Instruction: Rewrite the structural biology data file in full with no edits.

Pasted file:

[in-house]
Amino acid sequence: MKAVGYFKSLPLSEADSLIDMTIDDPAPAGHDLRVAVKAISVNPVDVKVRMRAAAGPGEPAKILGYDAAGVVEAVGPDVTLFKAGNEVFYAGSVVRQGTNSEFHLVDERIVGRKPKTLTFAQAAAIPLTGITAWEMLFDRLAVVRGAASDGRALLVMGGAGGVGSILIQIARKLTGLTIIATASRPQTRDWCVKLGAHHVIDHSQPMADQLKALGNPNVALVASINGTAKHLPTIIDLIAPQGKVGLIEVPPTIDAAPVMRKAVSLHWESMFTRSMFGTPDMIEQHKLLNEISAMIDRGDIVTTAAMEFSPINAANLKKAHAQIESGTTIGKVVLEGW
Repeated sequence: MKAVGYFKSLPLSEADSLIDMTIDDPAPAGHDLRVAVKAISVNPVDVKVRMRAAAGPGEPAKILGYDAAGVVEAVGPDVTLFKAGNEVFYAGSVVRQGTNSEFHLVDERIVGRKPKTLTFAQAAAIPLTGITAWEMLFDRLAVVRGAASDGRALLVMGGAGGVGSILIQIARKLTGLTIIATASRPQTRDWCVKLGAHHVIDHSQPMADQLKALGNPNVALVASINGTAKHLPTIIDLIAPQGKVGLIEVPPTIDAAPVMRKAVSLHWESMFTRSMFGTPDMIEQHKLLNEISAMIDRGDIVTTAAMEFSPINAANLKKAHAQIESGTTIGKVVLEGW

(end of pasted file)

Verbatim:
[in-house]
Amino acid sequence: MKAVGYFKSLPLSEADSLIDMTIDDPAPAGHDLRVAVKAISVNPVDVKVRMRAAAGPGEPAKILGYDAAGVVEAVGPDVTLFKAGNEVFYAGSVVRQGTNSEFHLVDERIVGRKPKTLTFAQAAAIPLTGITAWEMLFDRLAVVRGAASDGRALLVMGGAGGVGSILIQIARKLTGLTIIATASRPQTRDWCVKLGAHHVIDHSQPMADQLKALGNPNVALVASINGTAKHLPTIIDLIAPQGKVGLIEVPPTIDAAPVMRKAVSLHWESMFTRSMFGTPDMIEQHKLLNEISAMIDRGDIVTTAAMEFSPINAANLKKAHAQIESGTTIGKVVLEGW
Repeated sequence: MKAVGYFKSLPLSEADSLIDMTIDDPAPAGHDLRVAVKAISVNPVDVKVRMRAAAGPGEPAKILGYDAAGVVEAVGPDVTLFKAGNEVFYAGSVVRQGTNSEFHLVDERIVGRKPKTLTFAQAAAIPLTGITAWEMLFDRLAVVRGAASDGRALLVMGGAGGVGSILIQIARKLTGLTIIATASRPQTRDWCVKLGAHHVIDHSQPMADQLKALGNPNVALVASINGTAKHLPTIIDLIAPQGKVGLIEVPPTIDAAPVMRKAVSLHWESMFTRSMFGTPDMIEQHKLLNEISAMIDRGDIVTTAAMEFSPINAANLKKAHAQIESGTTIGKVVLEGW